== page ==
Social Media or Face-to-Face Communication?
A warm handshake, engaging conversation and getting to know customers and prospects on an individual level can play an important role in forming stronger, more meaningful and profitable business relationships.
We all seem to live and breathe social media. Take that away for just two days, and we’re likely to suffer some serious withdrawal symptoms – ok, so perhaps that’s an exaggeration. If you were to meet someone on the street and asked for his contact information, the likely response would probably be: Are you on Facebook? Are you on LinkedIn? And don’t be surprised if you get directed to some other social networking site that you’ve never even heard of. That’s right, technology is evolving by the minute as we speak!
This is all well and good but we have to ask – in today’s tech-savvy world, are we losing our sense of human voice and touch? Is social media killing the art of personal communication, and how is it affecting our everyday business?
Face-to-face discussions are the foundation of human communication; once established, it allows us to build trust, clearly articulate our ideas and minimize misunderstanding. However, for many of us, face-to-face communication seems to be a dying art – replaced by text messaging, e-mails, and social media. Human communication and interactions are shaped by available technologies.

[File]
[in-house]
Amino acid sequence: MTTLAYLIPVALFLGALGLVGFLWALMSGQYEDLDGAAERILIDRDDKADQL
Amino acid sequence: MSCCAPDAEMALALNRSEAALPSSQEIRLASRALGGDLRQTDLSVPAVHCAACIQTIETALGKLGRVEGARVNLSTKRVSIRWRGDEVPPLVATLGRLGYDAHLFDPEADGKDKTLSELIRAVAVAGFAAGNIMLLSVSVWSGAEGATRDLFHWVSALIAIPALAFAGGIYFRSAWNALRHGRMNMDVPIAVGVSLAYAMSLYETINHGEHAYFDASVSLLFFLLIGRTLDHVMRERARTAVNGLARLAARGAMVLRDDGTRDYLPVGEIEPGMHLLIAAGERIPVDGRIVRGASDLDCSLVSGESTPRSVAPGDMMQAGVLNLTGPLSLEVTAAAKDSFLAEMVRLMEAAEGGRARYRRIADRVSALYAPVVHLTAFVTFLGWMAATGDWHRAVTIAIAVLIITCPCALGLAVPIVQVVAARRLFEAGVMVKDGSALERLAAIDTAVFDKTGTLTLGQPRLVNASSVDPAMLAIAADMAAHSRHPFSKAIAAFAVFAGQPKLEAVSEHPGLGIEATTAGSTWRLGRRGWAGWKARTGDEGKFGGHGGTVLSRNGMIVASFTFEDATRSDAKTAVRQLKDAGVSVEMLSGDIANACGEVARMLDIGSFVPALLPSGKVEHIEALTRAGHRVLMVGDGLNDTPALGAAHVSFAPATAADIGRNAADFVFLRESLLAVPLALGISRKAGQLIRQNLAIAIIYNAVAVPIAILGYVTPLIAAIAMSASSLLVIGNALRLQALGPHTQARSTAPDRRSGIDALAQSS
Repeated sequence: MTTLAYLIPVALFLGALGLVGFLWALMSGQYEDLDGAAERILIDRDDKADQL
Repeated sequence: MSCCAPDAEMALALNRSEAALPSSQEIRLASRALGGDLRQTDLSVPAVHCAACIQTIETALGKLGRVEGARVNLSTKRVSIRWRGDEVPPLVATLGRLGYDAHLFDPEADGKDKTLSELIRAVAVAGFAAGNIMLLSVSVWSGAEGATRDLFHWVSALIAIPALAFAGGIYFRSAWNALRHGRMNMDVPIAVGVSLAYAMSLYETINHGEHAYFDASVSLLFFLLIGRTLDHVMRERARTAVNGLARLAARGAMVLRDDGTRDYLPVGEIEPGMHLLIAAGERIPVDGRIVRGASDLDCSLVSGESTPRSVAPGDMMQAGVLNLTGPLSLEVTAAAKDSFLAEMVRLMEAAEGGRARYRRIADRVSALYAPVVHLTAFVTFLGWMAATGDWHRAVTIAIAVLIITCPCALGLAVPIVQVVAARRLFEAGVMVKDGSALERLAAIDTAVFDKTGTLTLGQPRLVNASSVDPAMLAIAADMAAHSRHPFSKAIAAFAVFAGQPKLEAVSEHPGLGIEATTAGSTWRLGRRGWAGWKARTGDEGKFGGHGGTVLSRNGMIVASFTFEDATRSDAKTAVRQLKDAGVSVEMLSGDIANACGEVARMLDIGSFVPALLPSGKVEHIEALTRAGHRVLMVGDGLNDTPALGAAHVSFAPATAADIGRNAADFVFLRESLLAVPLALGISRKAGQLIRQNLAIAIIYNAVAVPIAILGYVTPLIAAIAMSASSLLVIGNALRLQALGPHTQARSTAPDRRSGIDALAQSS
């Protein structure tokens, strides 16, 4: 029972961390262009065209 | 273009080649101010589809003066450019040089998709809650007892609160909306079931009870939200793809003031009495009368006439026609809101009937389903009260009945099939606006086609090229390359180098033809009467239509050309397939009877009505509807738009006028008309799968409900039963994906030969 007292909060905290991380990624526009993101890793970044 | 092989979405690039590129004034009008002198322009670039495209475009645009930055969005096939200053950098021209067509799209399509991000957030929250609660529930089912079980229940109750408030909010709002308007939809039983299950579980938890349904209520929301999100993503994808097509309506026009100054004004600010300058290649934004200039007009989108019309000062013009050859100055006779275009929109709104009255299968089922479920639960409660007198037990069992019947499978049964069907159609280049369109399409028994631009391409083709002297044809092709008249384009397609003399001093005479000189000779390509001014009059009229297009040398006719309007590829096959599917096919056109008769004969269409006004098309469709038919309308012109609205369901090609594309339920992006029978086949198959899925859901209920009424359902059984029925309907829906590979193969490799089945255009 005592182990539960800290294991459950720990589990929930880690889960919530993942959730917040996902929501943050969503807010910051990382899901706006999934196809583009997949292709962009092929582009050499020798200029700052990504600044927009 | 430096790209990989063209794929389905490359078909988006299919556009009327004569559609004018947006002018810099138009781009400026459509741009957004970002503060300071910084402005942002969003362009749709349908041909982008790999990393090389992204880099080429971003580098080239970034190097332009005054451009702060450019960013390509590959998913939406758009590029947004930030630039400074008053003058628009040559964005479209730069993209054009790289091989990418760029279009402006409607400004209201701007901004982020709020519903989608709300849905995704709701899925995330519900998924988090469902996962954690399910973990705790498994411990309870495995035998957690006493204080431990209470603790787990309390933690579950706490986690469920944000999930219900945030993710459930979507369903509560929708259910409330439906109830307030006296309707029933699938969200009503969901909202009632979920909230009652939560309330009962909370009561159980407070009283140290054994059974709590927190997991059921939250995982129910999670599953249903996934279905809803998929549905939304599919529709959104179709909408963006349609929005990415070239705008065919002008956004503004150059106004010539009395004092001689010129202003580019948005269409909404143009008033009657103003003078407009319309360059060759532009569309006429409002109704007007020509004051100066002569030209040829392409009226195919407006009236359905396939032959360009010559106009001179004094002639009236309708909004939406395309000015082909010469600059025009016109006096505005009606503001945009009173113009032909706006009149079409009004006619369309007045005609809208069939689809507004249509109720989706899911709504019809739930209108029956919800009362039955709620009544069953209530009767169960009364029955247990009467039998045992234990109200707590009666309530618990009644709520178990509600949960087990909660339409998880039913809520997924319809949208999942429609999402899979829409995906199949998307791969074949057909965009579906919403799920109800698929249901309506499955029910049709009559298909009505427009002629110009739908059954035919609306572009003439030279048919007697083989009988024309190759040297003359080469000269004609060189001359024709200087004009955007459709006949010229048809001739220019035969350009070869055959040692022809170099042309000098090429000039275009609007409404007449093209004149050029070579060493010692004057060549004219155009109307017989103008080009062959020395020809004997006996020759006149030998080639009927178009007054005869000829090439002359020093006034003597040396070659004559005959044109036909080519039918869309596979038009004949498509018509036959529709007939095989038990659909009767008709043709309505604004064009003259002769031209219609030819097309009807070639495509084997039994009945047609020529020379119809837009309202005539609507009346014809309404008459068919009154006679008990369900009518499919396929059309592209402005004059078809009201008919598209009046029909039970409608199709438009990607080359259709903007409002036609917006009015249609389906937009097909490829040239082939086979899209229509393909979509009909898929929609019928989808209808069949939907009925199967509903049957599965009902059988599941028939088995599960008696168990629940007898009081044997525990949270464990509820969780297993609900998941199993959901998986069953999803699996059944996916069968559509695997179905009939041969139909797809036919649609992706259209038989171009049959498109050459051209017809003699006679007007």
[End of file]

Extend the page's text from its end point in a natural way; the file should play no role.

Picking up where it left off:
Is technology helping or hindering our ability to spread messages? Perhaps, it isn’t doing either. A more plausible answer is that it is essentially transforming traditional methods and revolutionizing the way we communicate with one another. In the communications arena, specifically public relations, media, advertising and marketing, we have to stay relevant, informed, and up-to-date on the newest communication channels and incorporate them into our range of capability offerings.